Can a Kitchen that’s longer than 20 feet still be “easy to use”?
YES! Just look at Ina Garten’s new kitchen in her barn. It’s wonderful. If you cluster all the appliances towards the middle, then flank the counters with the pantries and storage – it becomes a smaller galley kitchen. Her kitchen is fabulous – I would love to have two counters 2o’ long and just spread out. Even though I don’t cook. It sounds good.
The following is a list of descriptive words. Say the first word that comes to your mind when you read them:
a) Home = love
b) Blue = walls
c) Smooth = shiny
d) Delicate = lace
e) Love = family
f) Green = grass!
g) Texture = seagrass
h) Perfect = my family!
i) Yellow = happy, sunny
j) Wicker = beach
k) Soft = cashmere
Favorite room to design? Why?
The bedroom. You can do it more feminine. I don’t like to decorate for men, in a masculine style. I prefer feminine decorating. I love curtains and most clients are at least willing to use curtains in the bedroom. And I love patterned, two color wool carpets – the bedroom is the perfect (and only) place for those.
Favorite room to be in at any given moment? Why?
My family room – it’s so cozy. My chair is next to the fireplace and it’s a gas one that stays on all winter, it’s so toasty.
Describe your childhood bedroom.
Hmmm. My first real decorated room – I was allowed to help with it. My parents built a house. I had a chandelier – a real crystal one! The wall behind my beds was lilac. I also had a lilac sink in my bathroom. White bedspread. White “french provincial” furniture that was so popular for girls in the 60s. I hadn’t thought of that room in ages!
When I was 13, my parents redecorated – and we had an interior designer do my room – the beds were pushed together and I had a king sized bed with a yellow rattan headboard and flowery chintz bedspread and curtains. The chandelier was replaced with the same type of Italian flower iron fixture that are making a comeback today. I had a matching rattan chair, and a floor lamp. The wall behind my desk was covered in a coordinating stripe fabric. The lilac sink was replaced. Those are sad memories because that bedroom was so nice, really nice, and because my mom died that year. We moved, so I only got to enjoy it for about a year. Sad times. My poor mom. So sad to think about.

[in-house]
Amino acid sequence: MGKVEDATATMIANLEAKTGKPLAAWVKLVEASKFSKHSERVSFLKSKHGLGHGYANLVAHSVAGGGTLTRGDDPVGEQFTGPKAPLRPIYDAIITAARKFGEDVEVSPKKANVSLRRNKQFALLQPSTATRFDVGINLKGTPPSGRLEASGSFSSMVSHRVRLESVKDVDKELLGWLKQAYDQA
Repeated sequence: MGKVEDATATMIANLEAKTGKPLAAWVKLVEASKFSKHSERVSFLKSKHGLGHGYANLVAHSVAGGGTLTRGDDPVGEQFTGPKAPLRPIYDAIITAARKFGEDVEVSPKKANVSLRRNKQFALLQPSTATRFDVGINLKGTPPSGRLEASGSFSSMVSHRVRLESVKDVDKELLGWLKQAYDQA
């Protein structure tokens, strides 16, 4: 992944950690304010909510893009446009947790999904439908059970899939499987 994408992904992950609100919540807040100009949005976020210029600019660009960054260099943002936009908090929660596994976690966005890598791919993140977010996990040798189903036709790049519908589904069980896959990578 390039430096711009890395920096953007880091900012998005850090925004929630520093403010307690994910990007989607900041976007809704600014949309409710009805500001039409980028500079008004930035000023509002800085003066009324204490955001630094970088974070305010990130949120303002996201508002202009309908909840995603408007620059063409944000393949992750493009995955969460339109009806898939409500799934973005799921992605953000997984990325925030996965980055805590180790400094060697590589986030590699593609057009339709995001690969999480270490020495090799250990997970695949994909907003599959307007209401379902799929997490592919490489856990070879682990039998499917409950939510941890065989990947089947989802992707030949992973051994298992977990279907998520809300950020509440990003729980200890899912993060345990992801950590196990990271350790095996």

Which wood/fabric/metal combo appeals to you the most and why?
A) Whitewashed, rustic wood + khaki-colored burlap + touches of pewter
B) Medium, time-worn wood + creamy-colored linen + touches of iron
C) Dark, smooth wood + sage-colored velvet + touches of antique brass
Probably B first, then A. No C, ever.
I love iron tables from France, the ones that are take offs of the classic bakers tables. I love painted woods, and fruitwoods. That’s a toss up, and a constant battle – dark vs. light. Linen fabrics only with silk taffeta’s for curtains. I love linen – hand blocked – gorgeous!
Secret design-related obsession?
It’s not really a secret: seagrass, slipcovers, linen, giltwood, mirrors, and ironstone/ transferware. I think every room in my house has each of those in it.
Favorite shelter magazine?
Veranda, Southern Accents – toss up. Those are the ones I’ll go out at 2 in the morning looking for.
Tell me about a time a piece of furniture stopped you in your tracks.
The last time? My new dough table. I literally stopped in my tracks when I saw it. And inside I knew, that no matter what the price was, it was going home with me. Luckily for me, the owner gave me a great price. I blogged about it. It was just so gorgeous – chestnut wood, tall, French, curvy, sexy – everything you would want in a coffee table. Perfection!